Thank you for your email. There can be a wide variance in price, depending on services provided. I'm not sure which teeth are broken and need to be extracted, so I'm not sure how in depth the extractions will be. Since you have had two opinions with such wide variance, it might be a good idea to get a third opinion so you know what might be normal for your area. Options that can increase the price but that are a good idea are x-rays, pre-anesthetic bloodwork, and monitoring and IV fluids during the surgery. You want to make sure that where you take her uses appropriate pain management as well. I hope that everything goes well for her!

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Apollo
tabby
8 Years
Moderate condition
0 found helpful
Moderate condition

Has Symptoms

Drooling

Can a tooth extraction for a cat be done at home? My cat is in extreme pain. nd us not eating or drinking. He is slowly withering away and I fell as though I cannot do anything to help him. This thing says vahue description but I wrote a damn book.

Dr. Michele King, DVM
Dr. Michele King, DVM
1611 Recommendations
Thank you for your email. A tooth extraction should not be done at home. If Apollo has dental disease or a problem with a tooth, he will need anesthesia for the treatment of his teeth. The tooth roots are quite long, and heavily supplied with nerves and blood vessels. He should see a veterinarian to have his mouth assessed and see what the treatment options are, as I cannot examine him over an email. They will be able to give you a better idea as to what to expect once they've seen him. I hope that he is okay.

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Rico
Ragdoll
10 Years
Fair condition
0 found helpful
Fair condition

Has Symptoms

none

My cat is having his teeth cleaned. There is no reason to believe that an extraction would be necessary, but I want to know how to respond if the vet indicates that a tooth/teeth should be extracted. Under what general conditions would you recommend having a tooth extracted, and when would you suggest it may not be necessary. Though I do not regard vets the same as the mechanic I take my car to, I have a similar feeling of skepticism that I will be told to do something that will cost more money but not be necessary.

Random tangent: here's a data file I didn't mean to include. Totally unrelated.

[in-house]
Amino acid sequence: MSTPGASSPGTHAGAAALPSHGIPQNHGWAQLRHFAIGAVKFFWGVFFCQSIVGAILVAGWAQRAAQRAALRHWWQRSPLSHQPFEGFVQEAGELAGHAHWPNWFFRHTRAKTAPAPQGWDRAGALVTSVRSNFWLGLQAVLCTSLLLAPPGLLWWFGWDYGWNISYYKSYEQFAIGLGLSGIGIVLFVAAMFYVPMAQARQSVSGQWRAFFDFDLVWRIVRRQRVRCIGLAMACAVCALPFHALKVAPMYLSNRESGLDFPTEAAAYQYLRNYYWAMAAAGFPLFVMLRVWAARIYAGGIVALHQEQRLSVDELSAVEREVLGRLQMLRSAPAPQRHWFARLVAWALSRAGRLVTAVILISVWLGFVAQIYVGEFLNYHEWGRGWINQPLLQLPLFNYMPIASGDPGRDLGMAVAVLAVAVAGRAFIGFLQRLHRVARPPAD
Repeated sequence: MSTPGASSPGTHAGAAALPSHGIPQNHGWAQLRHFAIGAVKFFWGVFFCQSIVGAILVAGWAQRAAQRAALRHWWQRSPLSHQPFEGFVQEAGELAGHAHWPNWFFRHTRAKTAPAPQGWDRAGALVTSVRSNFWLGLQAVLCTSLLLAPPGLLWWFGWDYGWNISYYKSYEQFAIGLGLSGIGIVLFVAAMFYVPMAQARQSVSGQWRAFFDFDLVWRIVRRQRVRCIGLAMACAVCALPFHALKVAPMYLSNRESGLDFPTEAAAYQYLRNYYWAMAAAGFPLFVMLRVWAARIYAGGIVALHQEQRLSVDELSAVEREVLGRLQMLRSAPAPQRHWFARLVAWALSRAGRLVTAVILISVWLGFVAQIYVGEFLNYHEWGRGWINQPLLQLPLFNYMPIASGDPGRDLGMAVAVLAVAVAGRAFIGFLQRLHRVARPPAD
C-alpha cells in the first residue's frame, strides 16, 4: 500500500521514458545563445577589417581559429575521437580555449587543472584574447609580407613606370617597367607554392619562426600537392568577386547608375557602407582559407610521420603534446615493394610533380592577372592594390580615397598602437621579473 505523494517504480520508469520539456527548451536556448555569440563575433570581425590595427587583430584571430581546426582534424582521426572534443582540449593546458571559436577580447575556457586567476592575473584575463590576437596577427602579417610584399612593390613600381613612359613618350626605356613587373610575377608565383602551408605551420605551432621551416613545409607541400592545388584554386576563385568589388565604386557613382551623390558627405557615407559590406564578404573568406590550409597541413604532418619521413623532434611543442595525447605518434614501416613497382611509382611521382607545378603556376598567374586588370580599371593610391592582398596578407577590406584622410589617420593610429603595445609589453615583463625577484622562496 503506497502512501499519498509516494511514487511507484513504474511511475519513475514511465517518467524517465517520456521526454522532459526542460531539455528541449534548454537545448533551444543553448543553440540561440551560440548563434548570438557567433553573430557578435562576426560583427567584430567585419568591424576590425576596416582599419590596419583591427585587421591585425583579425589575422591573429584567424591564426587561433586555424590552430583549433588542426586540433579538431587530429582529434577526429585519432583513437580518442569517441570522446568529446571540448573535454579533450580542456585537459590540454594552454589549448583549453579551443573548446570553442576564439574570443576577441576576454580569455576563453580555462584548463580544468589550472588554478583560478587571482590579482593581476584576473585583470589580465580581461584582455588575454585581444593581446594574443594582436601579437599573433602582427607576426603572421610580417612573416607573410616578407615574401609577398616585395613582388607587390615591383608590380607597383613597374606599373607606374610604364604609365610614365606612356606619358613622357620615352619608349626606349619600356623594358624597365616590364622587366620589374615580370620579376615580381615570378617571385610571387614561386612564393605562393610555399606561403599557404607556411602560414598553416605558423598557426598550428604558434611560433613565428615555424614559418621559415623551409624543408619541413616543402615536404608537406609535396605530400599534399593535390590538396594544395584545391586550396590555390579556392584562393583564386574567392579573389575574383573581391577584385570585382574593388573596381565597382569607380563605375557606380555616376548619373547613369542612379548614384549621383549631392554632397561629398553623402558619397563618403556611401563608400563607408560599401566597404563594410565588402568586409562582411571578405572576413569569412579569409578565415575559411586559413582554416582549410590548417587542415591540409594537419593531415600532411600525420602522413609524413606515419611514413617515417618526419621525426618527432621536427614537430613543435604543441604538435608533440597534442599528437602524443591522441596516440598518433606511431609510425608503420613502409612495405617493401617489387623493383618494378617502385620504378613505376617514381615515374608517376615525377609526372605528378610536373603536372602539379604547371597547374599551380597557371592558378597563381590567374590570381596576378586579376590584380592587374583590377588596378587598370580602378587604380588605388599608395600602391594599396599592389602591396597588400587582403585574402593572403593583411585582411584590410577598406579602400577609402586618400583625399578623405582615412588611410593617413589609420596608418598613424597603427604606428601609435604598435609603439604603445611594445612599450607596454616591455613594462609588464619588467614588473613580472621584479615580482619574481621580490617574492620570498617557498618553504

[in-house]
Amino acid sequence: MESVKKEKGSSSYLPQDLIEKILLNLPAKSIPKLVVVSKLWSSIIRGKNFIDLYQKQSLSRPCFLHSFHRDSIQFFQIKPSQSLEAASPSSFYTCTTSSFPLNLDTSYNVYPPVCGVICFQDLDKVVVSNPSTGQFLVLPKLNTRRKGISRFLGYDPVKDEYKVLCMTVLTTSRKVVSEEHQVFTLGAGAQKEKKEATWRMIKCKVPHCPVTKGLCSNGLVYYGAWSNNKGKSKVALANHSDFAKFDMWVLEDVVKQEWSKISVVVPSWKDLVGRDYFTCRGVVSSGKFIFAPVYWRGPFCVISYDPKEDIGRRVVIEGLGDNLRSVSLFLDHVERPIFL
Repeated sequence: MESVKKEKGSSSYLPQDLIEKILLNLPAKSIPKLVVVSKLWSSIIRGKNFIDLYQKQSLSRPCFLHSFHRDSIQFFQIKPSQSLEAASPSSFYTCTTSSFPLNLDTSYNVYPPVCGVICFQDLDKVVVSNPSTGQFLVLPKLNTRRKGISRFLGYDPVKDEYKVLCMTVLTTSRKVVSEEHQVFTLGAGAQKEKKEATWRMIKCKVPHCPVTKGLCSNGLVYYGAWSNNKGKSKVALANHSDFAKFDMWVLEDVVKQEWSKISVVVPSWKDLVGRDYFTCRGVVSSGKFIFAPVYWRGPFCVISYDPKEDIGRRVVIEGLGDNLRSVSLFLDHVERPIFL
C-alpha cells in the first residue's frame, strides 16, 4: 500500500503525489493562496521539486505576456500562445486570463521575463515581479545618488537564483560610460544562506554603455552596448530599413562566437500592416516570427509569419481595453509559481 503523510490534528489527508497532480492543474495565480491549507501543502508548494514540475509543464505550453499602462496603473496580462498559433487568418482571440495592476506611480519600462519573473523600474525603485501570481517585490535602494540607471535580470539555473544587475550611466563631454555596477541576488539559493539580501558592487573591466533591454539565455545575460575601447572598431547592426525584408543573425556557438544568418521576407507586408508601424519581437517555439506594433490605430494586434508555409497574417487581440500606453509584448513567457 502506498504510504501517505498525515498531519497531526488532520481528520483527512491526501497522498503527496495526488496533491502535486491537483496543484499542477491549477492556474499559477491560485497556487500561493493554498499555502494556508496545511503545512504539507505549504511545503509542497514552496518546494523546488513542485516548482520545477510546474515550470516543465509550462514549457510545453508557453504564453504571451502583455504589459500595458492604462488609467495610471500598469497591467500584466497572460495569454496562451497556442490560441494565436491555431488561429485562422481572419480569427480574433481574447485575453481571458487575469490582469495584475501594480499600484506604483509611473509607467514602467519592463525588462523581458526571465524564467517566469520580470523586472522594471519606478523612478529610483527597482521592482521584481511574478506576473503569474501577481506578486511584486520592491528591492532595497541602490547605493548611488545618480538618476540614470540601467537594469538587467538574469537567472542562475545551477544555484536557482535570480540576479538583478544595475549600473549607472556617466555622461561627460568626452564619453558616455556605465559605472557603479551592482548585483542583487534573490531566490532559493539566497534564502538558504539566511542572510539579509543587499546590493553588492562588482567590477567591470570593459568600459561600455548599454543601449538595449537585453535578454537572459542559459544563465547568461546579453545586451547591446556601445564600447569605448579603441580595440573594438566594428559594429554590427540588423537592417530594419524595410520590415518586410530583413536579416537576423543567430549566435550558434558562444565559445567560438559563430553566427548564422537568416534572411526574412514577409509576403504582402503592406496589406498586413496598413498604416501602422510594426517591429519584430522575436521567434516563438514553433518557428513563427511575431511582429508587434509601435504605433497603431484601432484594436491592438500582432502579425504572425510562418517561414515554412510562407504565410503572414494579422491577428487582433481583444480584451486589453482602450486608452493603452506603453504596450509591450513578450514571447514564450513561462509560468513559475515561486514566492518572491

Dr. Callum Turner, DVM
Dr. Callum Turner, DVM
3320 Recommendations
Whilst it is true that there may be some Veterinarians which may recommend extractions when not necessary; it is generally simple to spot a tooth requiring extraction since the tooth will either be loose, broken, large gingival pocket around tooth, cavities etc… which can be categorised into periodontal disease or endodontal disease. The link below to the Royal Veterinary College’s (London, UK) page on extractions (hand out for veterinary students) and the indications for extractions for your reference. Regards Dr Callum Turner DVM www.rvc.ac.uk/review/dentistry/Shared_Media/pdfs/extraction_print.pdf

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Luna
domestic short hair
4 Years
Mild condition
0 found helpful
Mild condition

Has Symptoms

Coughing
Dripping nose
Shivers

Medication Used

Anti inflammatory
Liquid suboxone

My cat has 2 tooth extractions 4 days ago and now seems to have a weird breathing rythmn and a cough. She was making gargling noises for 3 days which was normal and hasn't improved as much as I thought. Nose is also very cold and dripping.

Dr. Callum Turner, DVM
Dr. Callum Turner, DVM
3320 Recommendations
If you are noticing breathing changes after anaesthesia you should return to your Veterinarian because it is possible that there may be issues with the larynx or another cause; cats have a sensitive larynx and they are prone to spasming, this is why we generally numb the area before intubation. Any breathing changes should be seen by your Veterinarian. Regards Dr Callum Turner DVM

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Garfield
tabby
12 Years
Mild condition
0 found helpful
Mild condition

Has Symptoms

no symptoms

My 12 year old cat has some reddened areas and some swelling on one of the gum lines on above his canine teeth. My vet is suggesting extractions. He is eating and playing fine. He does not appear to have any pain. I am not sure what to do. He is having surgery on a mass on his tail and they would do all of the surgery at one time.

Dr. Michele King, DVM
Dr. Michele King, DVM
1611 Recommendations
Thank you for your email. If your veterinarian is able to take dental x-rays, they will be able to determine if there is a problem with the tooth and whether it is healthy or not. If they can't do x-rays, I might ask why extraction is the treatment of choice, and what they think might be going on that would require extraction. Cats will often develop root disease beneath the surface, and if your veterinarian suspects that, it may be best to have the tooth removed, as they can be quite painful. If you are not sure, a second opinion is always an option. I hope that everything goes well for Garfield.